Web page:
Up-to-date reliable information on the international trade of Somalia is hard to discover, thus much of what is presented here is based on the structure before 1991. Somalia's foreign trade deficit , which was almost entirely financed by foreign aid, increased to around US$300 million in 1987. The trade balance remained negative throughout 1980s and early 1990s. The last reliable reported figures were for 1990, when exports were US$130 million and imports US$360 million. Surprisingly, there has not been much material change in the decade since those statistics were released: estimates for 1998 were that exports were US$87 million and imports US$327 million. The main difference is that prior to 1991, the trade deficit was met by aid receipts, while currently it is covered by remittances from the Somali diaspora.
Export composition has remained largely unchanged, consisting of mainly agricultural raw materials and food products with livestock and bananas the principal items, followed by hides and skins, fish and fish products, and myrrh. The major destination for Somali exports is Saudi Arabia, with 57 percent, followed by the United Arab Emirates (15 percent), Italy (12 percent), and Yemen (8 percent) in 1997.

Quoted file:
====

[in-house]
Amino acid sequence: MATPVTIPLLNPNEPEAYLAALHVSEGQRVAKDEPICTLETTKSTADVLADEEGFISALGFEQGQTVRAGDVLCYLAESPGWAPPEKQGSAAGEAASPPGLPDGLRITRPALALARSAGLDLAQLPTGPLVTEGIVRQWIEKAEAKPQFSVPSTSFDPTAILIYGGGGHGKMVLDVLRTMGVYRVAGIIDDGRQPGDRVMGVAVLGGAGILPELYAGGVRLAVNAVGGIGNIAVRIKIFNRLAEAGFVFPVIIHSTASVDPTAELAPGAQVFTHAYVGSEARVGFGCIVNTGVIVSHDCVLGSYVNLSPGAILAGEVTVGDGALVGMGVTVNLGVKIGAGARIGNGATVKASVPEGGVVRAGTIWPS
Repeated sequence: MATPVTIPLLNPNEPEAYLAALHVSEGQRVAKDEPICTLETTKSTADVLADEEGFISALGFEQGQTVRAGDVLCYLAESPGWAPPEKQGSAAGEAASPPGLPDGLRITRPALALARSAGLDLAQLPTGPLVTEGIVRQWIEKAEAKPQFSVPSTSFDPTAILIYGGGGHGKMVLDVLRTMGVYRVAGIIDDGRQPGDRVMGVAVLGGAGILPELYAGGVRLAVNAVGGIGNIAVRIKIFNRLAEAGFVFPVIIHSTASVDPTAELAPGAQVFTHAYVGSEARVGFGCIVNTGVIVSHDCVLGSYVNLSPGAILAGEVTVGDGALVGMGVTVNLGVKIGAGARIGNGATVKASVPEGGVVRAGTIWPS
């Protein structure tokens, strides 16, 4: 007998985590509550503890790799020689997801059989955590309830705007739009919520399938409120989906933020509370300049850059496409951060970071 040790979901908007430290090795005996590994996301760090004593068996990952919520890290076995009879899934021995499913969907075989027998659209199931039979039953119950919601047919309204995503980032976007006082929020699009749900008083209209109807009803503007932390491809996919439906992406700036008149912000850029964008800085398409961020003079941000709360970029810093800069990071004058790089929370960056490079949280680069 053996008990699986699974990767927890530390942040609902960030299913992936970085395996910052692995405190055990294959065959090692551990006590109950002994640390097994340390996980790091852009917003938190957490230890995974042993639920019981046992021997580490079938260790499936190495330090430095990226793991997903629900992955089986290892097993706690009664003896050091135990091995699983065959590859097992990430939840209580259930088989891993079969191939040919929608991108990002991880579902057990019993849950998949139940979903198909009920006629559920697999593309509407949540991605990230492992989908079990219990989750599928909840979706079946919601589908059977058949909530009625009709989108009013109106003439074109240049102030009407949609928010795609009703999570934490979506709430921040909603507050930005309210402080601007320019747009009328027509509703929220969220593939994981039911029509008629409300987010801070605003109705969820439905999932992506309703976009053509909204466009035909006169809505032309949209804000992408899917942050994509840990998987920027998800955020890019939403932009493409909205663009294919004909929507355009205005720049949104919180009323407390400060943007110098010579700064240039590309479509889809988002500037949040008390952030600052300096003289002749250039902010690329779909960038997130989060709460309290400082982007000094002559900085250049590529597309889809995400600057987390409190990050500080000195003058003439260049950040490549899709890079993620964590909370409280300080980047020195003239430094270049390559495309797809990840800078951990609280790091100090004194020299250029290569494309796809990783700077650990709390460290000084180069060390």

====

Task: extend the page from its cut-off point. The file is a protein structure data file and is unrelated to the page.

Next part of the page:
Somalia's principal imports are food, transportation equipment, heavy machinery, manufactured consumer goods, cement and building materials, fuels, iron and steel. Djibouti was the main supplier of imported goods in 1997 with 20 percent, followed by Kenya (11 percent), Belarus (11 percent), India (10 percent), Saudi Arabia (9 percent), and Brazil (9 percent).